Dignitaries at announcement of federal investment contribution to revitalize infrastructure at Bruces Mill Conservation Park
The Honourable Helena Jaczek, Minister responsible for the Federal Economic Development Agency for Southern Ontario (left), and Michael Tolensky, Chief Financial and Operating Officer, TRCA (right), attend today’s announcement at Bruce’s Mill Conservation Park. Photo courtesy of Federal Economic Development Agency for Southern Ontario


“Our government is investing in community infrastructure to support the mental and physical health of Canadians by promoting social interaction and physical activity. This Canada Community Revitalization Fund investment for Toronto and Region Conservation Authority will help revitalize the Bruce’s Mill Conservation Park’s public infrastructure. This revitalization will help draw visitors to Bruce’s Mill, where they can come together, enjoy the outdoors and be active.”
The Honourable Helena Jaczek, Minister responsible for the Federal Economic Development Agency for Southern Ontario

“The investment by FedDev Ontario will not only improve visitor experiences at Bruce’s Mill but will accommodate the increased demand for outdoor recreation and provide safe alternative recreational activities as we all recover from the COVID-19 pandemic. It is investments like these that allow TRCA to keep our parks and trails in a state of good repair while increasing community connection and improving accessibility to our visitors.”
– Michael Tolensky, Chief Financial and Operating Officer, Toronto and Region Conservation Authority (TRCA)

TRCA’s Bruce’s Mill Conservation Park

Conveniently located off Highway 404, Bruce’s Mill Conservation Park is a popular destination for the five million residents within our jurisdiction and from many tourists from around the world. In addition to picnic areas and trails, recreational facilities at the park include a professionally designed golf driving range and a BMX cycling track. To learn more visit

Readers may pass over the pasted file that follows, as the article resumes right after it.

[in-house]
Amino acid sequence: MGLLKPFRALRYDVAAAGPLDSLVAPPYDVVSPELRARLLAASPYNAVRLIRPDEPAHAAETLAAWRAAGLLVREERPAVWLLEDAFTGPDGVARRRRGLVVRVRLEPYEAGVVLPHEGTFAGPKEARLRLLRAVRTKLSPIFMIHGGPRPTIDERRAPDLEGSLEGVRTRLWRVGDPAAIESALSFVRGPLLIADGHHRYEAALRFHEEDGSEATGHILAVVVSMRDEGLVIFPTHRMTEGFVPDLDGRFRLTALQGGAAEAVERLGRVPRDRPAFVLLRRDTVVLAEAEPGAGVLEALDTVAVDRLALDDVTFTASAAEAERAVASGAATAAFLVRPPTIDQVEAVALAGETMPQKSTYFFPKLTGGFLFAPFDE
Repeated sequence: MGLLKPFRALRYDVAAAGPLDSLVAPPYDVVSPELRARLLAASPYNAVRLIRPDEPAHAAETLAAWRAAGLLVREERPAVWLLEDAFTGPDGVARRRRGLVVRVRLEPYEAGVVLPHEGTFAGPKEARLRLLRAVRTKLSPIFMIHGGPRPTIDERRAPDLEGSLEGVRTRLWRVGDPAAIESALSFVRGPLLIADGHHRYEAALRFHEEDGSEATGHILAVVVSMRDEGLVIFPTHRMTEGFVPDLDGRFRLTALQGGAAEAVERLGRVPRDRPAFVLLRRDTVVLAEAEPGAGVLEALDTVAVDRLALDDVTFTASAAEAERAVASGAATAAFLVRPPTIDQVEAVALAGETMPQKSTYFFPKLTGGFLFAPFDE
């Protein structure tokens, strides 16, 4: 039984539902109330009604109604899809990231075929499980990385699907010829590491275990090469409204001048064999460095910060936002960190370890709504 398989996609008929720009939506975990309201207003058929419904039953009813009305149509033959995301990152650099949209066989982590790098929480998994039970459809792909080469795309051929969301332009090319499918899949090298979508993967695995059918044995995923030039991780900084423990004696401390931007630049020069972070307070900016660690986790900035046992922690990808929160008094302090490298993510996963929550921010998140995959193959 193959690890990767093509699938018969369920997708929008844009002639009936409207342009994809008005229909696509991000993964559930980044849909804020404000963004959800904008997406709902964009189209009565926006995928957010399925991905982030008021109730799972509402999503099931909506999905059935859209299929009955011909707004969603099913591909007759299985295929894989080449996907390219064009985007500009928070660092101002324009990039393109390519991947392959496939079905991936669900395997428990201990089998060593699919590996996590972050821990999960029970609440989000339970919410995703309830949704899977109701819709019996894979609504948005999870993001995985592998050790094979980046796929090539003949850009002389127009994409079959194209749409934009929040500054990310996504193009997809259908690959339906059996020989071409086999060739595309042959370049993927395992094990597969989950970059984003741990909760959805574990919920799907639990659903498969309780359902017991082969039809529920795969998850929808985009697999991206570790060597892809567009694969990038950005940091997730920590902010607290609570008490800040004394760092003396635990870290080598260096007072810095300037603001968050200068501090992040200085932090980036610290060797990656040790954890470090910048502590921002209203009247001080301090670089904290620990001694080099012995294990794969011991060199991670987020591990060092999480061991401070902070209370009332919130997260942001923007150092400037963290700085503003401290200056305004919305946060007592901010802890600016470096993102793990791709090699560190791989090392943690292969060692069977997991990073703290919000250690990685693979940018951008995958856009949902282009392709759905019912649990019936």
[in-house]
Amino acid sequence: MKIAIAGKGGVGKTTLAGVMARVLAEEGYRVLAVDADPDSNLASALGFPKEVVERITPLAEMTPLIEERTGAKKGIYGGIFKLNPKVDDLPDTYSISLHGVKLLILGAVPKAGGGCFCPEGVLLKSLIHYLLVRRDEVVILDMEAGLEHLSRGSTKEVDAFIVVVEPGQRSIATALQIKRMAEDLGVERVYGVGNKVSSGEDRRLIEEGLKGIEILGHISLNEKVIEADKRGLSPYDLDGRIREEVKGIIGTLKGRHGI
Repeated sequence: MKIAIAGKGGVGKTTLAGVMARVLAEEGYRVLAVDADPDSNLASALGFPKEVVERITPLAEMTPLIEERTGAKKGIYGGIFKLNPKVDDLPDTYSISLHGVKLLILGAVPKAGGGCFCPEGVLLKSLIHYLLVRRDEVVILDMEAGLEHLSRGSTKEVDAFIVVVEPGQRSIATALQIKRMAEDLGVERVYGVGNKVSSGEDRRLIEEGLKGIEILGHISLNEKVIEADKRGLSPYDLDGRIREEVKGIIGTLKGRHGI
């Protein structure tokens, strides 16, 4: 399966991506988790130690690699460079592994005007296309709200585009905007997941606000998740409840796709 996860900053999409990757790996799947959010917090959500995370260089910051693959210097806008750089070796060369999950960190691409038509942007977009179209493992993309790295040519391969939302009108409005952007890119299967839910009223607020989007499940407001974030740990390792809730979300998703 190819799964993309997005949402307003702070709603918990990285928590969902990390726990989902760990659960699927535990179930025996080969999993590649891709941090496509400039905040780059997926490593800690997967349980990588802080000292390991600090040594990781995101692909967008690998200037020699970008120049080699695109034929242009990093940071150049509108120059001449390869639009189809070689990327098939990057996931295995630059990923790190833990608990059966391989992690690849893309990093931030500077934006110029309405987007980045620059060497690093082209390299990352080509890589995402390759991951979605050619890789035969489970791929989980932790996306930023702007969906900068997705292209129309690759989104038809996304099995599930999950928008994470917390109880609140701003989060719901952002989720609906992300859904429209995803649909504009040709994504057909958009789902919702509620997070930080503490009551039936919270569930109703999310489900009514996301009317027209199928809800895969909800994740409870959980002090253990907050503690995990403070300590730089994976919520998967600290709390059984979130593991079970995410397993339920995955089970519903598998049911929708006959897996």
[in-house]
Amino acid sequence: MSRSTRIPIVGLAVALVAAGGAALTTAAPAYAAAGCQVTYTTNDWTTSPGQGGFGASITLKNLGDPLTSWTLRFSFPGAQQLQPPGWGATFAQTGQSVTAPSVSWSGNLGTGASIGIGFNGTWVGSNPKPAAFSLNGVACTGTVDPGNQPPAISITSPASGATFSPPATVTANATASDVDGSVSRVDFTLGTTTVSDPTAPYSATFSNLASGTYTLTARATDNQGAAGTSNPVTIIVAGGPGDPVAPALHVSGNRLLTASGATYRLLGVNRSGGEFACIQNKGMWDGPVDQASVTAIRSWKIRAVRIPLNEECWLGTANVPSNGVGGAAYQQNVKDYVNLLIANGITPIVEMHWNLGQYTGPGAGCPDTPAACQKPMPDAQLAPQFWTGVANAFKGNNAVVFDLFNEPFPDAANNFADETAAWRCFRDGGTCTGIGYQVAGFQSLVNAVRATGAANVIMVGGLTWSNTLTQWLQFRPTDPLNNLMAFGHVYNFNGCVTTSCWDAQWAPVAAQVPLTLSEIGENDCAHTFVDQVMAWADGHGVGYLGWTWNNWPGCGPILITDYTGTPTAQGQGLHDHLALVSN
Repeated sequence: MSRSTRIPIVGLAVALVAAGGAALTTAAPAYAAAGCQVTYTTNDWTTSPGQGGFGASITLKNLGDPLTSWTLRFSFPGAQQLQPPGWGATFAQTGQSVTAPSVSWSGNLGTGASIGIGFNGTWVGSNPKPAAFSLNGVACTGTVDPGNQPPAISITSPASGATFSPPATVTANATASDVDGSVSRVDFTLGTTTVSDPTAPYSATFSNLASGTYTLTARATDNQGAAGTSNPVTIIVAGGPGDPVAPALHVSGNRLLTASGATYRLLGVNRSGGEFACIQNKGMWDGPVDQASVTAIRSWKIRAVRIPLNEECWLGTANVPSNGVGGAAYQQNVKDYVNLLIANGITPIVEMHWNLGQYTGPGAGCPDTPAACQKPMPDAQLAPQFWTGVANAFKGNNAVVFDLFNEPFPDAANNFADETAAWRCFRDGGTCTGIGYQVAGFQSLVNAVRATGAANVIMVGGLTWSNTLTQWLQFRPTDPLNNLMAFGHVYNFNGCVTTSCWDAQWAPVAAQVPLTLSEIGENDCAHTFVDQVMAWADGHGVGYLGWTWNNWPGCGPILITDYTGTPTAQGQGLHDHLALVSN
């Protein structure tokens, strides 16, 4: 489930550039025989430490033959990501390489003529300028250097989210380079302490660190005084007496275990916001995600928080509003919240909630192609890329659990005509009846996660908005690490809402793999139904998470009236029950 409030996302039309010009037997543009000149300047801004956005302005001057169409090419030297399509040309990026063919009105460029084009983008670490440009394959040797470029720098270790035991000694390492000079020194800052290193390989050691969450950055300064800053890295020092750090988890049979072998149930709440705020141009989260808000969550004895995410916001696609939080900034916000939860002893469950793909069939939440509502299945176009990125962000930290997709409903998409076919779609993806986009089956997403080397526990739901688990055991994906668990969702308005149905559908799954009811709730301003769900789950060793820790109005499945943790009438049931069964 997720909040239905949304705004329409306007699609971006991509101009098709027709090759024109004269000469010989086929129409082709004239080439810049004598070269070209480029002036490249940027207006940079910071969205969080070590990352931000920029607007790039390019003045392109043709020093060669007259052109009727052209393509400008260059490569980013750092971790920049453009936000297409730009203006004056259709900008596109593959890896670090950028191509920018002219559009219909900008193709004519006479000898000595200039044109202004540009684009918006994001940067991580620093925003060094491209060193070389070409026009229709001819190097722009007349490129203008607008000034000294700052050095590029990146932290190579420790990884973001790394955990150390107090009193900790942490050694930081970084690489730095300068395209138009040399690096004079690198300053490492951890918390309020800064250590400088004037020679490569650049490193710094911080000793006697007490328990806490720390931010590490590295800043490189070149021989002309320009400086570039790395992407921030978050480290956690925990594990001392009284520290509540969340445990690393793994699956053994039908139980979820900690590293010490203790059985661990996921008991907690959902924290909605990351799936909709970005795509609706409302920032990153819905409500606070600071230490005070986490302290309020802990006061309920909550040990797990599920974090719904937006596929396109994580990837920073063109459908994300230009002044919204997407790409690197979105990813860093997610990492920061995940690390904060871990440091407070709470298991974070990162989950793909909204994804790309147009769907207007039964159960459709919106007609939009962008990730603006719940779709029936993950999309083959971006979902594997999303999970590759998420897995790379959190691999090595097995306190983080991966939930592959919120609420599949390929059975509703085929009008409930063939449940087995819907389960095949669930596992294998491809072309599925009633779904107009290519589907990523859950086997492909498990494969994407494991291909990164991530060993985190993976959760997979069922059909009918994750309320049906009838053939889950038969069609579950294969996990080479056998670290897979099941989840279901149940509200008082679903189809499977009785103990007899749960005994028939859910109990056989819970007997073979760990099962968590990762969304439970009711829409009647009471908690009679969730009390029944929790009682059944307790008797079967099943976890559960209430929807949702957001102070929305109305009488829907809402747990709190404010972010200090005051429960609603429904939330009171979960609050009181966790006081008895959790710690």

About Toronto and Region Conservation Authority (TRCA)
With more than 60 years of experience, TRCA is one of 36 Conservation Authorities in Ontario, created to safeguard and enhance the health and well-being of <span data-trca-tooltip="


The entire area of land whose runoff water, sediments and dissolved materials (nutrients and contaminants) drain into a lake, river, creek, or estuary. Its boundary can be located on the ground by connecting all the highest points of the area around the river, stream or creek, where water starts to flow when there is rain. It is not man-made and it does not respect political boundaries.” class=”glossary-term”>watershed communities through the protection and <span data-trca-tooltip="


To repair or re-establish functioning ecosystems; the process of altering a site to establish a defined, native, historic ecosystem; the goal is to emulate the structure, function, diversity and dynamics of a specified ecosystem.” class=”glossary-term”>restoration of the natural environment and the <span data-trca-tooltip="